Campaign finance reform
Image: DonkeyHotey

Written by Marcos Camargo

According to the Center for Public Integrity, an organization that reports on state corruption, Utah ranks 36th, with an overall grade of D. There are 14 categories used by CPI to rank states. Utah failed in four. Among Utah’s failures, political finance laws stand out. In the past year, two former attorneys general, Mark Shurtleff and John Swallow, have been indicted for taking gifts and campaign contributions from several businessmen facing criminal charges. In exchange, the businessman were allegedly promised mitigated charges, a scandal that has been termed a “pay-to-play” operation. Neither Shurtleff nor Swallow has been sentenced, but both their cases illustrate the need for campaign finance reform in Utah.

Conservatives howl at the term “campaign finance reform,” often portraying it as a violation of free speech for both individuals and corporations (because a corporation is a person, remember?). But the recent shenanigans in the Beehive State show that unbridled campaign funding has little to do with speech and instead more often leads to bribery.

Utah’s newly elected attorney general, Sean Reyes, ran on a platform of integrity and reform. Now less than a year after his election, Reyes’ own campaign contributions don’t look as squeaky clean as one would hope.

An article published on June 7 by the Salt Lake Tribune reported that Reyes has received more than $500,000 since taking office. As of yet, there is nothing that shows Reyes has accepted gifts or money in return for promises of favors. Nevertheless, his campaign has received donations from some rather shady sources.

For example, Washakie Renewable Energy paid $31,000 toward the Reyes’ campaign. Washakie is owned by members of the polygamous Kingston family, which even Shurtleff called an “organized-crime family.” Federal regulators fined Washakie $3 million for selling fuel credits for renewable fuels it never produced.

None of this proves that Reyes is on the same tier as Shurtleff and Swallow when it comes to corruption, but it does show that more than just an overhaul of the attorney general’s office is needed to stop improprieties. Utah needs a campaign finance overhaul.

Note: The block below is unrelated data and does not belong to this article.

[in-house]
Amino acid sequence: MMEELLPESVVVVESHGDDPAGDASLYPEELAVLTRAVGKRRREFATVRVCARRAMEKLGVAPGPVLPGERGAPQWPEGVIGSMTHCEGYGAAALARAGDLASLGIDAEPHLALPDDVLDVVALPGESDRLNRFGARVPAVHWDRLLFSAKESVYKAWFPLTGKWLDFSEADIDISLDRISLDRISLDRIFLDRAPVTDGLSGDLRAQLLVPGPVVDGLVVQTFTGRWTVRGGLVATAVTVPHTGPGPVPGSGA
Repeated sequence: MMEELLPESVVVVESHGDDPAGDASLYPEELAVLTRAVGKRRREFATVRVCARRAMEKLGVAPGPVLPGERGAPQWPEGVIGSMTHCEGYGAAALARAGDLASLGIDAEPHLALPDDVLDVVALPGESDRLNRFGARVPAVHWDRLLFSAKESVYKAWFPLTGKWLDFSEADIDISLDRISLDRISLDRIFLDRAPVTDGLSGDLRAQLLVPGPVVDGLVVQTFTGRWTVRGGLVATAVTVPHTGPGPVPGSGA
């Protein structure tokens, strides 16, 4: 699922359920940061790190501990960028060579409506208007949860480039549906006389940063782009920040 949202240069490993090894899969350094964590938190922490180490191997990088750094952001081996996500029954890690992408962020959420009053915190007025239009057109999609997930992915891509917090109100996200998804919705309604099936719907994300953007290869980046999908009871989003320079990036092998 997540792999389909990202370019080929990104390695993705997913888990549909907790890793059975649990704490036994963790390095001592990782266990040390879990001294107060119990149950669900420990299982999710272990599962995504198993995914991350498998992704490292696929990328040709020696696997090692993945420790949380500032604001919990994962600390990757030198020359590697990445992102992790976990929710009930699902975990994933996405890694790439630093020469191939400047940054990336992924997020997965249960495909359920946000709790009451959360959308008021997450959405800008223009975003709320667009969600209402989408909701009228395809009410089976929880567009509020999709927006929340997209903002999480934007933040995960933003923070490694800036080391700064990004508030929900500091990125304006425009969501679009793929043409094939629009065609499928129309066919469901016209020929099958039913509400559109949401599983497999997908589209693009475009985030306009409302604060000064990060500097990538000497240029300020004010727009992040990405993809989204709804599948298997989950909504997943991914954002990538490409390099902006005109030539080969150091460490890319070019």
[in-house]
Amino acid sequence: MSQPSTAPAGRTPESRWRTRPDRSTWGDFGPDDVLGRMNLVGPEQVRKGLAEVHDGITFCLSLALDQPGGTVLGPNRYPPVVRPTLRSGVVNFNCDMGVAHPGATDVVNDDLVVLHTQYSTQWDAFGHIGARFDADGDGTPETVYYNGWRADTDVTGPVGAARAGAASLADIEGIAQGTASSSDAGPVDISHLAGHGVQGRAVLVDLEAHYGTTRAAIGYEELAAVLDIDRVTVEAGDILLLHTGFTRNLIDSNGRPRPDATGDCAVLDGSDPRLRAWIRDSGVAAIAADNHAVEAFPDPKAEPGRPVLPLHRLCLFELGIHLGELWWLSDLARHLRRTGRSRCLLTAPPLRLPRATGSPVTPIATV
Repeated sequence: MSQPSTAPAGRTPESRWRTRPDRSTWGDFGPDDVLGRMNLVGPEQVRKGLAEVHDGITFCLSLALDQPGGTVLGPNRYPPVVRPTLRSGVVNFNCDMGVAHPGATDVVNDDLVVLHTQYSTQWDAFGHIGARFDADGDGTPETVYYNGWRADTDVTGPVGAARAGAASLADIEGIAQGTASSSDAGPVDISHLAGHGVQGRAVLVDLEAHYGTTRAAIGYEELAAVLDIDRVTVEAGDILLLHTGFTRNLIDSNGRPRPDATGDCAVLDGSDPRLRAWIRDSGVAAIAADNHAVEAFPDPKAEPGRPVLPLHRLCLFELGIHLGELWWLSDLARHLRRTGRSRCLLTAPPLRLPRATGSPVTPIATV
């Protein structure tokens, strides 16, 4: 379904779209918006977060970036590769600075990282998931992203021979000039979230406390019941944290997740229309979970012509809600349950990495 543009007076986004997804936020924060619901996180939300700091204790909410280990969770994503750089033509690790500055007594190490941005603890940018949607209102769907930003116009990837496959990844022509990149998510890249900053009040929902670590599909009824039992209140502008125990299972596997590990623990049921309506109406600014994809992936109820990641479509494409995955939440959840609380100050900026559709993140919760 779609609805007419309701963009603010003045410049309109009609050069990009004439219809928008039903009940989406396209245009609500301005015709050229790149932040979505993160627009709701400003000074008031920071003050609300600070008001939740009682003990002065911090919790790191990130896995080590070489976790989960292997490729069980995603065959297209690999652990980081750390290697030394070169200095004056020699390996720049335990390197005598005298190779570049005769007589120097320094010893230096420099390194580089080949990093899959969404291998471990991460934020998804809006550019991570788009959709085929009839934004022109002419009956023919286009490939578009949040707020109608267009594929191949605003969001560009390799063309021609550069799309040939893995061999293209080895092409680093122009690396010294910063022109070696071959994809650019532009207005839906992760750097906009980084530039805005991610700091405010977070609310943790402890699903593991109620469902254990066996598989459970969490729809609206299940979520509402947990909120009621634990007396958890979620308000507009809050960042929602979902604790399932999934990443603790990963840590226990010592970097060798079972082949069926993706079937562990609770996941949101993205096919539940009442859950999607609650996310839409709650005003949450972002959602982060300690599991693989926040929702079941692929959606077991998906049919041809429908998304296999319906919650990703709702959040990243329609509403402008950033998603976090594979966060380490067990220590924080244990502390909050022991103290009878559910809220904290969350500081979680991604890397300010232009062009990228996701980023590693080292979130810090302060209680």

Utah representative Brian King (D) introduced legislature in Utah’s 2014 congressional session that would have enacted big changes. The bill, H.B. 297, sought to amend “campaign and financial reporting requirements, by establishing and enforcing contribution limits.” But the bill never made it out of the House.

Why is there such hesitation to pass a law? In a solidly Republican state, one can hardly imagine that Republicans are scared they might lose control of either the House or the Senate. Utah politicians love to talk about the importance of small business and the state’s business friendly environment. But allowing limitless contributions allows big business to drown out other interest groups. It also welcomes out-of-state donors to wield undue influence in state elections and politics.

I doubt that serious reform can be made in Utah anytime soon given the money involved. That is, unless voters are willing to take back their state and start voting for candidates who value representation over fundraising, regardless of a candidate’s party affiliation.

So I urge all Utahns to take back your democracy and make every vote count. Cast your vote for campaign finance reform.

Marcos Camargo grew up in the rural heartland of Oregon. In 2003 he moved to Utah to find his place in the world and fell in love with the deserts of America’s arid country. An avid student of history and politics, he has a great interest in Western and Native American history and culture. He spends his free time exploring the wilderness of the Southwest.

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